Appearance - Pours a hazy, dirty yellow-brown with a nice thick, foamy white head. Honestly, the color is quite ugly - I don't think the photo above does it justice (must have been the warm afternoon lighting). The head leaves nice Belgian lacing behind.

Aroma - Smells faintly of fruit. Not quite citrus with some mellow spiciness - hard to know if this is from the yeast or the Northdown dry hops. A nice malt aroma comes through as well.

Taste - Here's where things get interesting. First off, the flavor is much cleaner than I ever would have thought from using microbes that were floating around in my backyard. There is a fruity, slightly spicy Belgian-y quality there. There's also a slight tang, though certainly not sour - something reminiscent of fresh lemon peel. The rich maltiness of the Maris Otter comes through nicely, but the beer is not quite a dry as I was hoping for. Even though I mashed low (147°F) and pushed the fermentation temp up into the mid-80s, the beer only finished in the 1.012-1.014 range, which is a bit too high for the Belgian quality of the beer. I was hoping for sub-1.010. One of the more interesting flavors comes through at the back-end. One taster described it as "...almost brett-like...sort of 'woodsy'...I wouldn't say barnyard, but like outdoorsy without the smoke...that smell you get when stepping out to go hunting in the fall.". There is also a lingering bitterness that detracts a little from the beer - one taster likened it to tobacco, another to leather.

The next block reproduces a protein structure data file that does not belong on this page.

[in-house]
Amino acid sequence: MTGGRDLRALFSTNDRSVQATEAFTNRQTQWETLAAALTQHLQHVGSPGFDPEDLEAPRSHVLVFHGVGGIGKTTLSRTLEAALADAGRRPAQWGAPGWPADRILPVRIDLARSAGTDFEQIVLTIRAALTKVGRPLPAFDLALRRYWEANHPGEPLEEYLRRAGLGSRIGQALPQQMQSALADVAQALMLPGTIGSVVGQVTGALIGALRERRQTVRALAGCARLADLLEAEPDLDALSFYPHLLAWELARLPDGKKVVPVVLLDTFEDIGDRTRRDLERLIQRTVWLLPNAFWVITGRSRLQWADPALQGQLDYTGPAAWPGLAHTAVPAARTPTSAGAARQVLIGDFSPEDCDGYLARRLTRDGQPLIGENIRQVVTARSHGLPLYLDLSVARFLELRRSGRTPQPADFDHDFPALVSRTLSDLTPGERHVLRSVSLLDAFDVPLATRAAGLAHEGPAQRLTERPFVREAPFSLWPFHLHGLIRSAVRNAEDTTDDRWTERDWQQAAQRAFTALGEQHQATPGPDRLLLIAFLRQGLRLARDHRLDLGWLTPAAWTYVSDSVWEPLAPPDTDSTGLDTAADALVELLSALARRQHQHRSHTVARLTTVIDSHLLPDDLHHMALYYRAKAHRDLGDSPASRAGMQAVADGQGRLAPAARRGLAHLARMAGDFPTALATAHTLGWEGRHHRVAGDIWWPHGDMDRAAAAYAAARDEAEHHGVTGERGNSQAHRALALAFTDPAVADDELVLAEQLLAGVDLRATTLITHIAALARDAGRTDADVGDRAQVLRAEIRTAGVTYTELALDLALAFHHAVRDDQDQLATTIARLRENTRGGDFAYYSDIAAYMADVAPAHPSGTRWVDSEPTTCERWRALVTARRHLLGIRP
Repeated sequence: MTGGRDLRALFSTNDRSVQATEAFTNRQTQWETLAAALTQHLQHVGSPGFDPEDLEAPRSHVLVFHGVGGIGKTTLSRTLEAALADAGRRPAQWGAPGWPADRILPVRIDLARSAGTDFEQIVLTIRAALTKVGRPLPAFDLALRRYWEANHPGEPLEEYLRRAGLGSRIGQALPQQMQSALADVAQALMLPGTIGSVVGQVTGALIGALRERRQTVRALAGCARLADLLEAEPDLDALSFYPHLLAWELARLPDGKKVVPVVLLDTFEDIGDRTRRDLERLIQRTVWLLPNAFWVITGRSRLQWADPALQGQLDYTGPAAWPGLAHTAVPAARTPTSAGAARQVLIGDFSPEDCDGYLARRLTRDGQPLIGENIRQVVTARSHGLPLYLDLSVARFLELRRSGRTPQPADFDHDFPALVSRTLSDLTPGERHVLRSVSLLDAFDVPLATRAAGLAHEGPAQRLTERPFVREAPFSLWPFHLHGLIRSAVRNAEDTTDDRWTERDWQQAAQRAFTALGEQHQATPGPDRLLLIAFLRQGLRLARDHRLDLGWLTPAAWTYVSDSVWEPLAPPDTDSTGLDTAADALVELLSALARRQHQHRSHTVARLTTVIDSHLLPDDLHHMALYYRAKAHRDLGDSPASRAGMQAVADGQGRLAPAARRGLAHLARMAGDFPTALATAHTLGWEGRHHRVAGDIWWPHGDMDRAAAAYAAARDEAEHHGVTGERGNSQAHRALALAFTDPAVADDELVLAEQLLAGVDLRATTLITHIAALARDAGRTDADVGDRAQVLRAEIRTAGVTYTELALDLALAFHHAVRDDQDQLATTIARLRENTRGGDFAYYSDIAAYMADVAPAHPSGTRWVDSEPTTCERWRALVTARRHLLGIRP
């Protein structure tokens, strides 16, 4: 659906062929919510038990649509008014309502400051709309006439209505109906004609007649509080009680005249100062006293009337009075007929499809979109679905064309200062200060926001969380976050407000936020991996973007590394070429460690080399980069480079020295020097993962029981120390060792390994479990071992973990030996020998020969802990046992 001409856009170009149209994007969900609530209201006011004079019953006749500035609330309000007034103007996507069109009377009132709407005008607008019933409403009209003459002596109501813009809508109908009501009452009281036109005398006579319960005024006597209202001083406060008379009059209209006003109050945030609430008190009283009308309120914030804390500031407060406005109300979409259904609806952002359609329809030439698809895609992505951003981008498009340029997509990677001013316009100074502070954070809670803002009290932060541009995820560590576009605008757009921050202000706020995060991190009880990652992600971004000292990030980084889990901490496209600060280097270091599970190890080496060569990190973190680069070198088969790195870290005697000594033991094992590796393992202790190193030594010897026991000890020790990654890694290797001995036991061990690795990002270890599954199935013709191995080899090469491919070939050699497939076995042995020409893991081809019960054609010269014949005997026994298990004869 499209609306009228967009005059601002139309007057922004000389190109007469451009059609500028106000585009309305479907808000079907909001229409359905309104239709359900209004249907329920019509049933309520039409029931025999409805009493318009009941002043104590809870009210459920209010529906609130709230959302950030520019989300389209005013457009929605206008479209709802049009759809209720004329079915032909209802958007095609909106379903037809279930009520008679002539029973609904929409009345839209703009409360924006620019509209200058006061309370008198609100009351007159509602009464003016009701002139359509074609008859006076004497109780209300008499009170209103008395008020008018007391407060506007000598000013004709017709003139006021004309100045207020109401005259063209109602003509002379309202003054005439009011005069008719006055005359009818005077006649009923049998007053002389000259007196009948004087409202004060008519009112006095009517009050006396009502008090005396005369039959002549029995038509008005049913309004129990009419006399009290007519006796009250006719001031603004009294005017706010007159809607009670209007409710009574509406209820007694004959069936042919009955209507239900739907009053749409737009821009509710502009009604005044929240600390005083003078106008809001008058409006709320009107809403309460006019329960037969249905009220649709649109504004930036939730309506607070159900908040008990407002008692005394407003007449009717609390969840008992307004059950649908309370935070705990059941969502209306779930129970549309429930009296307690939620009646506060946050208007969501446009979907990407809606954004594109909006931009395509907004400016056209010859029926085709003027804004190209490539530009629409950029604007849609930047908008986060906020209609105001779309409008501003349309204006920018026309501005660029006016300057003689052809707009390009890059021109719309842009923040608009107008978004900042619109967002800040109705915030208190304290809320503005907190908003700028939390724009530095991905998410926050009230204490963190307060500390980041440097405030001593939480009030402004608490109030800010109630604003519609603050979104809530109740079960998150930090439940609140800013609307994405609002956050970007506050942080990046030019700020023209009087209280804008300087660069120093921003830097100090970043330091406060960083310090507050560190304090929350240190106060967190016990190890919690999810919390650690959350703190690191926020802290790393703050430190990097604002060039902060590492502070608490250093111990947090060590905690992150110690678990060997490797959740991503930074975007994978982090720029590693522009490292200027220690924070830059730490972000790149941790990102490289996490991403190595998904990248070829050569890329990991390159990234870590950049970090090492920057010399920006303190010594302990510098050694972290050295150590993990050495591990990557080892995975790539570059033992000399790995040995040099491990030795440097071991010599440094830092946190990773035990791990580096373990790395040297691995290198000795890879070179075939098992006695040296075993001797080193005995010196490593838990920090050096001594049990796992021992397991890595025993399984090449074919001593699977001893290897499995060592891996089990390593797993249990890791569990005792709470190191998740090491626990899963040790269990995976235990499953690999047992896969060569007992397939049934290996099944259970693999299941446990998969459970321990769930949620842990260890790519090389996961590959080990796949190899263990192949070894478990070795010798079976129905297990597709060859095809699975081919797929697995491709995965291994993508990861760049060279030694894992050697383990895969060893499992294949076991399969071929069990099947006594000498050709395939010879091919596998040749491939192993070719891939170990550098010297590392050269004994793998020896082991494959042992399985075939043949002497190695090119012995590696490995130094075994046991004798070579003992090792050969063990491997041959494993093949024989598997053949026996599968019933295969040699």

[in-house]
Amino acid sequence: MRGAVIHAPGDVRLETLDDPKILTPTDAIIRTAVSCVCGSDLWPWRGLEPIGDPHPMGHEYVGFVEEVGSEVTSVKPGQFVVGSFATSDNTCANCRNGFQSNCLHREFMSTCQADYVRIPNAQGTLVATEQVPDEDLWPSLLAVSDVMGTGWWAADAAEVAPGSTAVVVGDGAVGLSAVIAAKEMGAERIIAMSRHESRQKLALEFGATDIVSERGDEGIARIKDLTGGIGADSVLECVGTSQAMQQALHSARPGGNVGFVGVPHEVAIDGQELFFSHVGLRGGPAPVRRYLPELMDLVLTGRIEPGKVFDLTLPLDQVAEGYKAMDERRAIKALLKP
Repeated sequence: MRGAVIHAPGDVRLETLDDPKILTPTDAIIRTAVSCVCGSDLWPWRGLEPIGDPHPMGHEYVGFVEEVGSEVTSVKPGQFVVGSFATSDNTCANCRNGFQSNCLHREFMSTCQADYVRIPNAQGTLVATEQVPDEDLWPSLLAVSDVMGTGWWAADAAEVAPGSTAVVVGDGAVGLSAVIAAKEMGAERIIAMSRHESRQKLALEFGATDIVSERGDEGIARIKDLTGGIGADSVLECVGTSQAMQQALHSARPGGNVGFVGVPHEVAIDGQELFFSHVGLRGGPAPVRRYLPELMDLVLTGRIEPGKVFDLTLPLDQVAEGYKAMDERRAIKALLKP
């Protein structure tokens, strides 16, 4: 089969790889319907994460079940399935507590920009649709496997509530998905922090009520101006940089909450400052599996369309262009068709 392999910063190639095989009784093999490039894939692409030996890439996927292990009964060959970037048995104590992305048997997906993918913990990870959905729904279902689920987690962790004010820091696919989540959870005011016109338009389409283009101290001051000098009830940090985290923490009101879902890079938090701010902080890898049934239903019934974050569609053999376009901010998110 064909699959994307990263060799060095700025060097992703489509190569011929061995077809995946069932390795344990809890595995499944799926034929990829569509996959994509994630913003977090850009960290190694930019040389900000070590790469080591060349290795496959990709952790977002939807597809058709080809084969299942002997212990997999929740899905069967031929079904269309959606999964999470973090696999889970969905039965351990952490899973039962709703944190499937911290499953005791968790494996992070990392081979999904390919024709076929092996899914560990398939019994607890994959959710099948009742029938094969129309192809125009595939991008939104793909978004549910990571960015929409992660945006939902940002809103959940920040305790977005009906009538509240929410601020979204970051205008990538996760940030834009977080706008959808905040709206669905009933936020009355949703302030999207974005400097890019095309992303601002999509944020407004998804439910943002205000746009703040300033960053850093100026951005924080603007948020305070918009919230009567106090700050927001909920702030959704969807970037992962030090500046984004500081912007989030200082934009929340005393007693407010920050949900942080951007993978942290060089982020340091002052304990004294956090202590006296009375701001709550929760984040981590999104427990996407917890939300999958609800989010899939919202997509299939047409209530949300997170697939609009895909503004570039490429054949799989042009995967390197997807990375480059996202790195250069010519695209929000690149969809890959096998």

Mouthfeel - moderate carbonation and a not-so-dry finish leave this beer a bit fuller than it probably should have been.